Biting the butterfly

Artwork by Grace Smith
“If you bite the head off a butterfly …” by Grace Smith.

Quilts and old photos have their rightful place – but Grace Smith enshrines mountain heritage in a more fanciful format.

Her delicately illustrated books are very process-oriented. Their departure point is old folk sayings from this area, such choice morsels as: “If you bite the head off a butterfly, you will get a new dress the color of the butterfly’s wings,” or “If you have white dots under the nail of your little finger, you will go on a journey.” After Smith selects the adage, she makes a drawing loosely based on the saying. The drawings are not specific: Smith leaves room for interpretation. She then mails each drawing, with a letter, to someone she knows, requesting that they make up a story about the saying and send it back to her. Next, she says, comes the hard part: She waits.

When she began the project, she mailed drawings to only one person. But Smith eventually realized she wanted more takes on the idea, and so she re-sent the work to two more writers.

These originals are drawn on thin, brown paper bags, folds and all.

And Smith takes the same unassuming attitude toward her other materials. The paintings are done in crushed colored chalks mixed with half-and-half; though the method is destined to become a conservators’ nightmare, it gives the works a wonderfully soft, mellow look. “If the books and drawings disappear,” says Smith, “the stories will still be there.”

The books themselves are almost casually made. They are bound (or, more accurately, wrapped) in irregular pieces of leather. Some of them contain imaginative renderings, others feature skillfully cut-out silhouettes of the stories’ characters. Smith says she’d never heard of Kara Walker and her controversial work with silhouettes of African-American slaves and their owners – but she recalls that her mother had silhouettes cut of her and her sister when they were children.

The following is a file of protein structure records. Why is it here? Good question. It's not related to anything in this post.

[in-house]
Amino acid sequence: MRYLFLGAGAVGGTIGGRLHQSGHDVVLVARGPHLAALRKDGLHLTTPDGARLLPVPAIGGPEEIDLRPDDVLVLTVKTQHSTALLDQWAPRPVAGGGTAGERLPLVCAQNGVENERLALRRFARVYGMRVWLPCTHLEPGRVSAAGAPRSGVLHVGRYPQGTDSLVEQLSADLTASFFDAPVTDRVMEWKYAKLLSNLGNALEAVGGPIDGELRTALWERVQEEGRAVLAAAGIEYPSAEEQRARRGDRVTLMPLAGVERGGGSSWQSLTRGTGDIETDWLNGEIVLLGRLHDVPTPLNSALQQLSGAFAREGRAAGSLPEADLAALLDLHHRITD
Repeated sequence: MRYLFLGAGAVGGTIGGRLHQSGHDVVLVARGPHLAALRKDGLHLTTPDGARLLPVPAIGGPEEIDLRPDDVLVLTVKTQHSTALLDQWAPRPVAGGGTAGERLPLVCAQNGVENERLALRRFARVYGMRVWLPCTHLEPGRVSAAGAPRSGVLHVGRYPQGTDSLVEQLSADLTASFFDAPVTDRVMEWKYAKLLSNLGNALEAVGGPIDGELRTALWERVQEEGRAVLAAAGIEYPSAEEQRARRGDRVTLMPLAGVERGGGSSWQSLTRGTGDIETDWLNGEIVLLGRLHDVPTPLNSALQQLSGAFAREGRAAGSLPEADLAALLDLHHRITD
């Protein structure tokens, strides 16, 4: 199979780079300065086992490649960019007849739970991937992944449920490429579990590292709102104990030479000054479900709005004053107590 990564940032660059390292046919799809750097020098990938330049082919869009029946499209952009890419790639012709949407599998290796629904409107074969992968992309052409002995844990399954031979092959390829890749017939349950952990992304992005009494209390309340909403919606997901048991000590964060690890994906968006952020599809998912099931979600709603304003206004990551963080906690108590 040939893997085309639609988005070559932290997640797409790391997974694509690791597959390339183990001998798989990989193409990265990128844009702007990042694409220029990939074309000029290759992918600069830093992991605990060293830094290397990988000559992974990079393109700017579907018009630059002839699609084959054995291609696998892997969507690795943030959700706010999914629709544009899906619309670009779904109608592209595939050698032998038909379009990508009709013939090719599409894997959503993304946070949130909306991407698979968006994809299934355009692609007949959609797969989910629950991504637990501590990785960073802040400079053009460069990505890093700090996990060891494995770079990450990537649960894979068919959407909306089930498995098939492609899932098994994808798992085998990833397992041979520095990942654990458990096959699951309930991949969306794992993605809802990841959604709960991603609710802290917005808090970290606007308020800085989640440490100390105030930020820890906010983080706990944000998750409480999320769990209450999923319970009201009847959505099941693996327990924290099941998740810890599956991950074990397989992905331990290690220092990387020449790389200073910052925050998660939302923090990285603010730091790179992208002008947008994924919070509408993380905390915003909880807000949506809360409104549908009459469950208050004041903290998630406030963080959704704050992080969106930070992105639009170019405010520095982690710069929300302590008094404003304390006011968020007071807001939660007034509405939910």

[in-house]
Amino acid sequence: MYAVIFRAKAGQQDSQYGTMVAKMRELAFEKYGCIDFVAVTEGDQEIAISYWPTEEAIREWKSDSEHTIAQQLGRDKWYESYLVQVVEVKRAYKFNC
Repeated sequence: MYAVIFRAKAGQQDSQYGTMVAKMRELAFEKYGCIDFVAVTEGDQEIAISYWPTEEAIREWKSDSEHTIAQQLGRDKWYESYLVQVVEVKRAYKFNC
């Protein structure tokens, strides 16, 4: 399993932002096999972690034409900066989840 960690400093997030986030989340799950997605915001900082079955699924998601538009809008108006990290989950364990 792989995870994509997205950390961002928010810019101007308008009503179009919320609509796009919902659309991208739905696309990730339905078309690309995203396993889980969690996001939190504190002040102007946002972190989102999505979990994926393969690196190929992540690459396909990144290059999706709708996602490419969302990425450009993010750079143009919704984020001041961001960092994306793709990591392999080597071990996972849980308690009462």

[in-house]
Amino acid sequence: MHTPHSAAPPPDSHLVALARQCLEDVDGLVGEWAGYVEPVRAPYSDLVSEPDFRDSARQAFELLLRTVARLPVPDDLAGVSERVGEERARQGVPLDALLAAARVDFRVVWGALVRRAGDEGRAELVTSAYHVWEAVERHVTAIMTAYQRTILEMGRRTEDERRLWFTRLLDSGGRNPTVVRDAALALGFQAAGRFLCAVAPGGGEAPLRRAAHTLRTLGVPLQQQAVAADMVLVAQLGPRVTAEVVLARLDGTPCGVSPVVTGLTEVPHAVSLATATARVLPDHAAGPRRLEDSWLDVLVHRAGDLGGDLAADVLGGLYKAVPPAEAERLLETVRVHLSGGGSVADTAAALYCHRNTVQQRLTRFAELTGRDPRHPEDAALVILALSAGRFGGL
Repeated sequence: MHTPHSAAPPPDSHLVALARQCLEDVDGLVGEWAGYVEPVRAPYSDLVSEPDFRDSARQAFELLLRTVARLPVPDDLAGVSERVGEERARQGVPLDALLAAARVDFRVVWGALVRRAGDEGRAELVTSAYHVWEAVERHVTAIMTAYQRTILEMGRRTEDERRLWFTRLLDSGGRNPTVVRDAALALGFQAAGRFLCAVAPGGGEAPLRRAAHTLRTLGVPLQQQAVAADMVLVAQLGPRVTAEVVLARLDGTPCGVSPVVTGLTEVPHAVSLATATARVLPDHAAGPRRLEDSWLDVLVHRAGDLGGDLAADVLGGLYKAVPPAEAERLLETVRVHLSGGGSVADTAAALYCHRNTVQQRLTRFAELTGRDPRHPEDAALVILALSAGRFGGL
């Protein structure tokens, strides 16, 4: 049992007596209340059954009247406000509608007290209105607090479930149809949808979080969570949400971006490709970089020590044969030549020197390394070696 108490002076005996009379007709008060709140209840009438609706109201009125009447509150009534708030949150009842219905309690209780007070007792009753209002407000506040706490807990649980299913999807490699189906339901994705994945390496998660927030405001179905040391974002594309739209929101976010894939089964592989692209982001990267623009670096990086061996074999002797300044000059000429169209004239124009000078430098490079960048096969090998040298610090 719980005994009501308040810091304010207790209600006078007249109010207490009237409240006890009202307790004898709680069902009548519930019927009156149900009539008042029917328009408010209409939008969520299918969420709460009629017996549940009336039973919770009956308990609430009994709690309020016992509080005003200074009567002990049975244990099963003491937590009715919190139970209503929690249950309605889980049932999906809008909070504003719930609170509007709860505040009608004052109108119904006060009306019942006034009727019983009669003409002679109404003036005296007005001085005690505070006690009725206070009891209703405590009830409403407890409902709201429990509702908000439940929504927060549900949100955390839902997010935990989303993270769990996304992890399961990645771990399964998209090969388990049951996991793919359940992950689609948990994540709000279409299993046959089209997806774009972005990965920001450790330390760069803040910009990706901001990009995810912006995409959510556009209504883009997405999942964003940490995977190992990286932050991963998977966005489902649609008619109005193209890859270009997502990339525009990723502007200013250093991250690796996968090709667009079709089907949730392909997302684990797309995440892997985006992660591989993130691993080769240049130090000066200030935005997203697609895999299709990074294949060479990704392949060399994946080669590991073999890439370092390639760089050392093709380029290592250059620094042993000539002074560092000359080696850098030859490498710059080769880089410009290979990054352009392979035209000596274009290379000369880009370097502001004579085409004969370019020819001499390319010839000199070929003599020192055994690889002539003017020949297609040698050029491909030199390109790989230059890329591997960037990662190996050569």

She will acknowledge Black Mountain College mail artist Ray Johnson as an influence: “I must have watched that video seven or eight times” she admits, referring to the biopic How to Draw a Bunny. Her drawings, however, have little in common with those of Johnson, who was interested in the popular culture of his day, not in legends from the past.

In the envelope she sends out, Smith puts her drawing and a letter that urges: ” … just think about what is happening before, after, and during the scene I’ve given you. You could even base it off some of your own experiences.” When the stories arrive, Smith combines them with her own interpretation and produces the book.

To illustrate “Before going to sleep, eat a thimble full of salt and walk to bed backwards and you will dream of the person you are going to marry,” Smith drew a man snuggled peacefully under the covers in bed, while a pensive young woman in a see-through nightgown stands, facing away from him, brushing her teeth. We are left to wonder – who was in her dream? Smith’s figures are distinctive, drawn with apparent ease and the confidence of one who’s done the work required to develop her craft.

“To speed up the labor of a birthing woman, toast chicken feathers in a pan beneath her from photographs of her own parents.” Here, the protagonists are looking up at the full moon, another indication that birth is imminent (the stories for this one came from Smith’s father and grandmother). The book for “Never bake a cake while menstruating” shows drawings and silhouettes; the pages are doubled and stitched with X’s at the corners, sewn with hot-pink thread. One page holds a woman with a measuring cup, and the end page reveals a cupcake with a big bite taken out.

Smith says she realized late in the project that most of the sayings related to women and women’s work.

“You can see more in the bodies of women. Their bodies tell stories. I grew up around lots of strong women: They preserve the stories.”

[Connie Bostic is an Asheville-based painter and writer. Her work can be seen at the Meadows Museum in Shreveport, La.]


Grace Smith’s chicken feathers, mustard seeds, and a thimble full of salt opens at Phil Mechanic Studios in the River District (109 Roberts St.) on Friday, Feb. 24 with a reception at 6 p.m. The exhibit runs through Friday, March 10. 255-0066.

 

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